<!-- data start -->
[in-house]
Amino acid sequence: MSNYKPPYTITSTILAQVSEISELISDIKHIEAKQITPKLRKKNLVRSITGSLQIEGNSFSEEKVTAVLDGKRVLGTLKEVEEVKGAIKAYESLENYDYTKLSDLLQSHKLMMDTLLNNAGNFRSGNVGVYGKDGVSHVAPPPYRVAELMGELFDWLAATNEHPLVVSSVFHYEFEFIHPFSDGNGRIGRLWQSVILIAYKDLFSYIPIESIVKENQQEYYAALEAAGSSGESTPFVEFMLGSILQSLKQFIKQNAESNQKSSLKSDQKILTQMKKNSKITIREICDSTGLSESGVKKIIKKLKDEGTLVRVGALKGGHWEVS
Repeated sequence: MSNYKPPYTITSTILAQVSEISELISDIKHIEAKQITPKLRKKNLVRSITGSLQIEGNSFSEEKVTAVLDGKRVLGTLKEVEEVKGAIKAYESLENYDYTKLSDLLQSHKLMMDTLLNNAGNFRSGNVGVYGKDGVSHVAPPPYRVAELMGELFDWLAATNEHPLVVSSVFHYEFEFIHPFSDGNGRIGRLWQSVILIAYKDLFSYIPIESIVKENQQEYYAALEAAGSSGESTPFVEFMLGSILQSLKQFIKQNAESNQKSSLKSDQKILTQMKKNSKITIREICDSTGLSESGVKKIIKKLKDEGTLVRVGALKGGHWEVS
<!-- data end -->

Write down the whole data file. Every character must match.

[in-house]
Amino acid sequence: MSNYKPPYTITSTILAQVSEISELISDIKHIEAKQITPKLRKKNLVRSITGSLQIEGNSFSEEKVTAVLDGKRVLGTLKEVEEVKGAIKAYESLENYDYTKLSDLLQSHKLMMDTLLNNAGNFRSGNVGVYGKDGVSHVAPPPYRVAELMGELFDWLAATNEHPLVVSSVFHYEFEFIHPFSDGNGRIGRLWQSVILIAYKDLFSYIPIESIVKENQQEYYAALEAAGSSGESTPFVEFMLGSILQSLKQFIKQNAESNQKSSLKSDQKILTQMKKNSKITIREICDSTGLSESGVKKIIKKLKDEGTLVRVGALKGGHWEVS
Repeated sequence: MSNYKPPYTITSTILAQVSEISELISDIKHIEAKQITPKLRKKNLVRSITGSLQIEGNSFSEEKVTAVLDGKRVLGTLKEVEEVKGAIKAYESLENYDYTKLSDLLQSHKLMMDTLLNNAGNFRSGNVGVYGKDGVSHVAPPPYRVAELMGELFDWLAATNEHPLVVSSVFHYEFEFIHPFSDGNGRIGRLWQSVILIAYKDLFSYIPIESIVKENQQEYYAALEAAGSSGESTPFVEFMLGSILQSLKQFIKQNAESNQKSSLKSDQKILTQMKKNSKITIREICDSTGLSESGVKKIIKKLKDEGTLVRVGALKGGHWEVS